How justice fails to be fully promoted in A Time To Kill

For many, the movie A Time to Kill depicts a great lawyer Jake Brigance tries his best to serve and defend justice for a black man Carl Lee Haily, whose daughter was cruelly raped and seriously injured by two white guys and he killed them afterwards just before they were about to be on court(TK). Carl Lee was proved innocent at last and set free due to Jake’s touching and unique closing statement on court, in which he walked the jurors quite sentimentally through the horrible and inhumane torture little Tonya, Carl Lee’s daughter and the victim of this insult, has been through(TK). While many claim after watching this movie that justice finally prevailed at a time when racial discrimination was so intense, I’d say justice has not been fully served in this film. I’ll focus on Jake Brigance’s final statement on court to elaborate my idea, about what is the difference between “what is understandable behavior” and “what is legal behavior” and about the inherent limitations in Jake’s statement itself.

I’ll start elaborating my point by firstly mentioning Carl Lee’s action. Regardless of what Carl Lee’s daughter Tonya has been through and what it means to her father, Carl Lee, a civilian rather than a proper law enforcer has basically no right or power to punish the guys who committed the horrible crime himself. Carl Lee is acquitted at last, so it basically means that he is innocent of killing two people who insulted his daughter; then from this point of view it would be acceptable if one of the dead white guy’s father shoot Carl Lee to death and still would be proved innocent for his action because he simply kills the killer of his son. But it’s not acceptable after all. There is no such thing in modern Laws says that if some one did a horrible thing to me, and if it was bad enough then I would have every right to do whatever I consider is right to him.Wrongdoings must be evaluated by Laws and killer must be punished by Law enforcers after all. Basically speaking, the dead white guys’ parents received unjust treatment from this perspective,because the killer of their sons haven’t been punished.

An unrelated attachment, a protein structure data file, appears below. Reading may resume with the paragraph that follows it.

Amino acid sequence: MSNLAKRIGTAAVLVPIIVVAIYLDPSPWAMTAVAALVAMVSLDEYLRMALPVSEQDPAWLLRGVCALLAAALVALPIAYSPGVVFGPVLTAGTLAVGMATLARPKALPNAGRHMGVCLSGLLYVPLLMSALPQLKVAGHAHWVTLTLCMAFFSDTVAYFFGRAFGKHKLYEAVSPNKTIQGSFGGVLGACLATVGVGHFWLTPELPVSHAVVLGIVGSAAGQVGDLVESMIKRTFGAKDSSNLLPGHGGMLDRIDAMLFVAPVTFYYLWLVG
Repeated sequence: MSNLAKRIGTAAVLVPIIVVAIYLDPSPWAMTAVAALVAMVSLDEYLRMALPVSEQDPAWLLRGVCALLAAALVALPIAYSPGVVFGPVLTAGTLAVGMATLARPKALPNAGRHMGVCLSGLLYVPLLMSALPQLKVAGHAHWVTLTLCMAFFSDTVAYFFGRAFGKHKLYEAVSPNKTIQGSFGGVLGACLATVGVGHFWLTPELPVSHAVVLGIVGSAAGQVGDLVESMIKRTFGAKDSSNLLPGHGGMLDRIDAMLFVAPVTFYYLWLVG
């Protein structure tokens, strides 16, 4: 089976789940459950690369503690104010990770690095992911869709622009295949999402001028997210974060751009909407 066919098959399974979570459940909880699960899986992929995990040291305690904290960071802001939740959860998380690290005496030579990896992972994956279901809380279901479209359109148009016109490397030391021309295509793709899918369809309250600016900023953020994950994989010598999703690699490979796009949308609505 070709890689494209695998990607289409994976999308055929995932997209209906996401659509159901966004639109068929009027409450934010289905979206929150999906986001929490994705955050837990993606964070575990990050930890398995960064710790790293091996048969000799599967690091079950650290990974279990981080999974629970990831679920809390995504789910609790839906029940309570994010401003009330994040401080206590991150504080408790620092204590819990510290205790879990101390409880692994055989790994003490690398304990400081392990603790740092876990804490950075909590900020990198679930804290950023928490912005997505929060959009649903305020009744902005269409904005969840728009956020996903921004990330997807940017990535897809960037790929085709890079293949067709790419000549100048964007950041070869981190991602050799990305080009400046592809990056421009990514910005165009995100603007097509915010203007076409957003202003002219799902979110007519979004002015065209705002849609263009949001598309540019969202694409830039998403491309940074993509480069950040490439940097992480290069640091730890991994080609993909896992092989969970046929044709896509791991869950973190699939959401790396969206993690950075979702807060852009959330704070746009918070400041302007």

As I mentioned above that a reasonable thing to do doesn’t necessarily mean it is legal, and if it is not legal, then justice was never served. When comes to such extreme circumstance, people tend to follow their will to do things, because they think they have just cause.But Law does not allow people to kill others according to their own will. So here comes the ambiguous part, that people claim we don’t have to follow the Law strictly because Law is just a reflection of people’s willingness so in the case like this we may use humanitarianism as measurement to consider more for the weak rather than depending purely on Constitutions.The lawyer Jake actually uses this strategy in the film. Instead of fighting the prosecutor with hard evidence, Jake Brigance emphasizes in his closing statement only how hurtful this experience must be for a parent so we can’t say Carl Lee is guilty for his action(TK). But I’d say we have to stick to the Law that was established because it is the thing which we all agreed upon to use to keep our society functioning perfectly and keep the justice among everybody. So it might be reasonable for a father to act like this when his daughter was insulted, but it is not legal after all. And again it is totally unjust for the dead’s families that Carl Lee go away without being punished by the Law.